Sunday, April 29, 2007

Concerned About Fair Use in Copyright Law? Then Say What You Mean

According to a new report released today by the Institute for Policy Innovation (IPI), it is misleading to complain about "fair use" obstructions in copyright without specifying what type of fair use is being abused.

"Those claiming that 'fair use is hurt' by legislation, litigation or technology need to say what they mean when they talk about fair use, identifying the types of use that will be affected and justifying why that use is fair," says Lee A. Hollaar, author of the IPI report "What's Fair?" and professor of computer science at the University of Utah.

"Without doing so, it is impossible for those proposing legislation to try to meaningfully consider fair use."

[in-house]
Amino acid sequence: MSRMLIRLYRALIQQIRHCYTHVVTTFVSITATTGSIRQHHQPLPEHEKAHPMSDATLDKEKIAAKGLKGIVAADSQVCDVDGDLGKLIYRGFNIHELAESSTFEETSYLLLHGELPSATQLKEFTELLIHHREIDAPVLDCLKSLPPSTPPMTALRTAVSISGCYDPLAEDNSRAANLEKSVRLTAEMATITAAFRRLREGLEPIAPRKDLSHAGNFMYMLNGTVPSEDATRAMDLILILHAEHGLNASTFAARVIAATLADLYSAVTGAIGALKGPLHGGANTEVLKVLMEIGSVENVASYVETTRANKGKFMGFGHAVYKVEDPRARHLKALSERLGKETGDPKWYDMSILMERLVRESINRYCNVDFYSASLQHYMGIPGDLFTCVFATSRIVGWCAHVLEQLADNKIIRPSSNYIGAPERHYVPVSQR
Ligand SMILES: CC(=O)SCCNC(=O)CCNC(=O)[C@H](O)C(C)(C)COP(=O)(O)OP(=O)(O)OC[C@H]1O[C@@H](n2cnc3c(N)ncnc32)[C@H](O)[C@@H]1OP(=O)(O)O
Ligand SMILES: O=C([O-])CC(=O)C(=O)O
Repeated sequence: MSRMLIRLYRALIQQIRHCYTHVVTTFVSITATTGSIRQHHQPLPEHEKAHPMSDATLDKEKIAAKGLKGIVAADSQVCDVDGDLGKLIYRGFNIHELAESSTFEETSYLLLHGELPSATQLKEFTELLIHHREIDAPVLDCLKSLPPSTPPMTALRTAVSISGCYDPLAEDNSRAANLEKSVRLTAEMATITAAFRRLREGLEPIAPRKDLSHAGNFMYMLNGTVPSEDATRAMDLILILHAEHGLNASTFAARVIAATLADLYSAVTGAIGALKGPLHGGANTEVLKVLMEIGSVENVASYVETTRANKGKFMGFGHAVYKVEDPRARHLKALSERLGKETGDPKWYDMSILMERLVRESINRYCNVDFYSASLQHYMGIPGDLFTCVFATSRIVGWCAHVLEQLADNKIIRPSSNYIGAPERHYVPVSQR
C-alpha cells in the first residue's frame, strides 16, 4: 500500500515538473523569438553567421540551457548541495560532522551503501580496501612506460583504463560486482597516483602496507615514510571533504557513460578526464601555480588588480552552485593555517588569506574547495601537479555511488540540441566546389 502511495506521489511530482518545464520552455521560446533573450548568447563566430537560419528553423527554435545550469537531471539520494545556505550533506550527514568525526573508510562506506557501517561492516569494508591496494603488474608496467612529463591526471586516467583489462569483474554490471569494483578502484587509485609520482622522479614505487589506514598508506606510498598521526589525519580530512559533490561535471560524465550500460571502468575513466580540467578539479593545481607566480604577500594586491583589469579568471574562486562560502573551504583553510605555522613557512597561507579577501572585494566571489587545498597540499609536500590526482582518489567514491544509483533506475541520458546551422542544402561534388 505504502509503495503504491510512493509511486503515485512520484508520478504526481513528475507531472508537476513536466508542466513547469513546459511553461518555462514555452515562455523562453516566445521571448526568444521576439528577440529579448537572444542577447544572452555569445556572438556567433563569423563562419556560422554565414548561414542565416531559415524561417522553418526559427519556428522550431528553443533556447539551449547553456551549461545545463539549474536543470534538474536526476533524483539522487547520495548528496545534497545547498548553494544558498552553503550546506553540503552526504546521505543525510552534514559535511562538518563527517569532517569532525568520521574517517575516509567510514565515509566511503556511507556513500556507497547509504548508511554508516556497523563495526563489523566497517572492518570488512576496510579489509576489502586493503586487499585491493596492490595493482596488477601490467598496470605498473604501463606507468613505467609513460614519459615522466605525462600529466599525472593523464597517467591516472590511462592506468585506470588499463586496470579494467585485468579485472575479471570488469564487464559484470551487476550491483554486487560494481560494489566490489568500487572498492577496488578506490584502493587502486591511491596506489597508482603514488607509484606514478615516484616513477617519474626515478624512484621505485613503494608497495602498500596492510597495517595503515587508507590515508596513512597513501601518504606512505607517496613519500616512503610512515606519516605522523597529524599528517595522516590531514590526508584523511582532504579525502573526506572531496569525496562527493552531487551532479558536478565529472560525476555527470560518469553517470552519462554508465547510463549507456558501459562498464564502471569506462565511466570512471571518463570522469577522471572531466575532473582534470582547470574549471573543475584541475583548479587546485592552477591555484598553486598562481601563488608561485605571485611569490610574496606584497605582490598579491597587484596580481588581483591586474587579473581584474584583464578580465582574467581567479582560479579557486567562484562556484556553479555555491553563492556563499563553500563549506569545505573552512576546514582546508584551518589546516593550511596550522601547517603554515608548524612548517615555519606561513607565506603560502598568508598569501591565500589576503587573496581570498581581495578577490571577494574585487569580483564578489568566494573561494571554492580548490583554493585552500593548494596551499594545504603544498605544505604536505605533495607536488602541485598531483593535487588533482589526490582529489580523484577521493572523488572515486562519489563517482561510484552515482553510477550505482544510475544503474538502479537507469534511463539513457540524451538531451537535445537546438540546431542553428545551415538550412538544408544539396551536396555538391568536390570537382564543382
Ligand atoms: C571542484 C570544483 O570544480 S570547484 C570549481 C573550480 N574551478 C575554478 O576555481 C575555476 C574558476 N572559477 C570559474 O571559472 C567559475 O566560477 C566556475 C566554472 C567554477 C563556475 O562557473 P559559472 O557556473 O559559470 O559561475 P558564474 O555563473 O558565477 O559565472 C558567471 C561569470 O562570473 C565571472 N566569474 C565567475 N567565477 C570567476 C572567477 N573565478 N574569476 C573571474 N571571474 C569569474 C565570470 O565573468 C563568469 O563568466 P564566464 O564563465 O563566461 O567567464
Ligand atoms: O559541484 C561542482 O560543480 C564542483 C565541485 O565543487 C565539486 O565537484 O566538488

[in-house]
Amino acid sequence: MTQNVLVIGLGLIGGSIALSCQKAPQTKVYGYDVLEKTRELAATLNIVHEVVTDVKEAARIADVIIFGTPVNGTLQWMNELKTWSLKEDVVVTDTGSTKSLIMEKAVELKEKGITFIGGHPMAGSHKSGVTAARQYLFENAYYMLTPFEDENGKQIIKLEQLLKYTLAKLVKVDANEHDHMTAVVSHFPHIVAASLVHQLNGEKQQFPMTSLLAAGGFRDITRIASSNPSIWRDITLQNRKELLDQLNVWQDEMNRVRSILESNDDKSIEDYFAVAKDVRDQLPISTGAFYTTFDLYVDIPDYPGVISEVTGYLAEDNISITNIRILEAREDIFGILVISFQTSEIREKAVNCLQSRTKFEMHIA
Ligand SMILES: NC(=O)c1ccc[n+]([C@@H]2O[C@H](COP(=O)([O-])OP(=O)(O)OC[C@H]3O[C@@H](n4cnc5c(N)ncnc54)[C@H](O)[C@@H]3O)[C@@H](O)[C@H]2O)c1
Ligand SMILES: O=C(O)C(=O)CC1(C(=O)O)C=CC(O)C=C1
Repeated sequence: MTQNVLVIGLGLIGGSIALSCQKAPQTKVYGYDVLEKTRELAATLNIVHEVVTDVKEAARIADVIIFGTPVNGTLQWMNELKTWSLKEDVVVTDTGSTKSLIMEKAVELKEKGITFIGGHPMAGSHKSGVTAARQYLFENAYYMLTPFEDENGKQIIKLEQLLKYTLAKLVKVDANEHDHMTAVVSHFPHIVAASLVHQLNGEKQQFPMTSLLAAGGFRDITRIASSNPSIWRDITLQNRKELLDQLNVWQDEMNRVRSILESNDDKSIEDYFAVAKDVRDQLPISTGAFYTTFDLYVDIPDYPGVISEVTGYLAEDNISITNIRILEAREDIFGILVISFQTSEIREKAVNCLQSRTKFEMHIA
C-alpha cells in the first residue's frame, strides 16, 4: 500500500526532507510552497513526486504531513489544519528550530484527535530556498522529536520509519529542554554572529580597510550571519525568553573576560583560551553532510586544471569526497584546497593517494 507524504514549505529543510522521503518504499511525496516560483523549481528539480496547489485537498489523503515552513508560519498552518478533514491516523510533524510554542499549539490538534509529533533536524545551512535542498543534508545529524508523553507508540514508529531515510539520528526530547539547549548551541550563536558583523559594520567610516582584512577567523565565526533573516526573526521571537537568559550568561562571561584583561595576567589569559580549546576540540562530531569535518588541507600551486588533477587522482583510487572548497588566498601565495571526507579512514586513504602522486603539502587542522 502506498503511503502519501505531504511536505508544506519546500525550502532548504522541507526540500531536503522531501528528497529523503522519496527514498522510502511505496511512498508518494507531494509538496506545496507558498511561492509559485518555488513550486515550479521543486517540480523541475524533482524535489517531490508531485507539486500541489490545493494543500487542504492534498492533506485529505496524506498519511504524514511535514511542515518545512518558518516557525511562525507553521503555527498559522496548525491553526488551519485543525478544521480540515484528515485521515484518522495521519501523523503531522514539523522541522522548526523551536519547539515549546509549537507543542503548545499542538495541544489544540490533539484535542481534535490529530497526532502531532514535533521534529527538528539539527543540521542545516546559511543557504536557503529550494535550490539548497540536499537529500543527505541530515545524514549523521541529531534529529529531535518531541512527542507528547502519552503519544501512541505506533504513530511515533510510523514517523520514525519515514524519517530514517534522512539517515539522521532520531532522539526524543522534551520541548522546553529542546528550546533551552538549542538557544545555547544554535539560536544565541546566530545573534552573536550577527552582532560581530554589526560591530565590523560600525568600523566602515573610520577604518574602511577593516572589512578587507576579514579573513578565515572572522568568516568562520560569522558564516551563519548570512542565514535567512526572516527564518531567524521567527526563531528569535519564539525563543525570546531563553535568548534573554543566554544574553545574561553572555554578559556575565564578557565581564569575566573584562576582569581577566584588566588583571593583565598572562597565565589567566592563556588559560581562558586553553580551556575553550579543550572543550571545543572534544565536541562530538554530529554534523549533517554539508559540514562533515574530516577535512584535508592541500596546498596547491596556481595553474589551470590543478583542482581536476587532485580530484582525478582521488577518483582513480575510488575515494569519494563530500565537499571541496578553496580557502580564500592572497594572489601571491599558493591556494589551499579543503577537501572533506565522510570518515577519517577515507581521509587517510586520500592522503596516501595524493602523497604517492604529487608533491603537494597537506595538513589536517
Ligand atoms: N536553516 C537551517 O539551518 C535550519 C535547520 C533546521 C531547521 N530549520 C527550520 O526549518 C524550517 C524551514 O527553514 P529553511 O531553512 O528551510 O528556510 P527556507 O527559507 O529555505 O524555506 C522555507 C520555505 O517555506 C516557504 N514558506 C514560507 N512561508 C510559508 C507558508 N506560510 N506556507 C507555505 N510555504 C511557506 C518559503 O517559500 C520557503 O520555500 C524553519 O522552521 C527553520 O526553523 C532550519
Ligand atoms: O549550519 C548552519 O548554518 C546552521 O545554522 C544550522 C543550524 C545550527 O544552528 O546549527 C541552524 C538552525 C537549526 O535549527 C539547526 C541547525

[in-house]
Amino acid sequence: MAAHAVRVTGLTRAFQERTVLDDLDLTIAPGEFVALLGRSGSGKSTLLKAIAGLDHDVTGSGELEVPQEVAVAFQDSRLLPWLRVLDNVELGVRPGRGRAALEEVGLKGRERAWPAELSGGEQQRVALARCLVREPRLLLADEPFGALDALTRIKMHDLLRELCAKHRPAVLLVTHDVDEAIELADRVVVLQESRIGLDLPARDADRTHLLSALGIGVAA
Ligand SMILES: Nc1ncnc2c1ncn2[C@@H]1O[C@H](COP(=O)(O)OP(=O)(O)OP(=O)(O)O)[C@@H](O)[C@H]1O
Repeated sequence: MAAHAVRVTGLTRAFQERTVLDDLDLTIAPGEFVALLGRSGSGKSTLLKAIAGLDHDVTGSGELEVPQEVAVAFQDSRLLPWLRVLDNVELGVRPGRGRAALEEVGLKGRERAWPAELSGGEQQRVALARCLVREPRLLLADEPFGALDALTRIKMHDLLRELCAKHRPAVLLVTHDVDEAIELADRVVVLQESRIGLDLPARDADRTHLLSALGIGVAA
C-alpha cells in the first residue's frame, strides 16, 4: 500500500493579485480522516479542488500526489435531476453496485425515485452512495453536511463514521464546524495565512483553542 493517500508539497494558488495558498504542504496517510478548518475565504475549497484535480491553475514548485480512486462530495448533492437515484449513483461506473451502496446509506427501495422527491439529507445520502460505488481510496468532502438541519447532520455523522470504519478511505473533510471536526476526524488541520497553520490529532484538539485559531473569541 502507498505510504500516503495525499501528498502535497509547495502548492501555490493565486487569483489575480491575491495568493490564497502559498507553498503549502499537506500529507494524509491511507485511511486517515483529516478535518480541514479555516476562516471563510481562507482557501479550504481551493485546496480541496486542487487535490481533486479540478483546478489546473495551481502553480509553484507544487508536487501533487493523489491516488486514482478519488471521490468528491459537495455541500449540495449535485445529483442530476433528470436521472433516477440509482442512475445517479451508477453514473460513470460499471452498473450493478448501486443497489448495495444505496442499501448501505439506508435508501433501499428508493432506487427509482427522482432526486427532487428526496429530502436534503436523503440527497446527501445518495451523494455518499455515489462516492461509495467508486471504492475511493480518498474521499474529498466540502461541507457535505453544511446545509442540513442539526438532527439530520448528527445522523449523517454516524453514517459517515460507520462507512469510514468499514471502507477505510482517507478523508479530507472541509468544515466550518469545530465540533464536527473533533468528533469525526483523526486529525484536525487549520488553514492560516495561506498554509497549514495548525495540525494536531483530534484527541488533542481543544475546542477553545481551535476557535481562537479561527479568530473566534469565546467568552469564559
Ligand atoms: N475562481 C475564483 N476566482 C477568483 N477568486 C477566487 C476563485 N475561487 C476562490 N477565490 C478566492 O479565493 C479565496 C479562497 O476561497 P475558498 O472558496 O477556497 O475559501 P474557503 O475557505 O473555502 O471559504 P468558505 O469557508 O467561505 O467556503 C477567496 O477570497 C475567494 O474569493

Too often, fair use discussions stop at the "fair use" reference and do not identify a "particular use," a "transformative fair use," an "economic fair use," or a "fair use of necessity."

Take the Digital Millennium Copyright Act (DMCA), for example. Critics often rail about the bill's supposed "fair use restrictions" like preventing film critics from copying movie scenes into a review, or inhibiting instructors from creating a compilation disk of movie scenes for students.

Measured against a specific type of fair use abuse, these DMCA complaints have no grounding. These criticisms are more restrictions on convenience rather than a particular fair use concern, and "Convenience is not a part of the fair use analysis," reminds Hollaar.

Hollaar concludes: "Without knowing the nature of the fair use allegedly being hurt, it is impossible to assess valid arguments, or whether there are alternatives to lessen the impact of the restrictions."

The Institute for Policy Innovation (IPI) is a national, free-market think-tank based in Dallas, TX. Copies of the report, "What's Fair," are available online at

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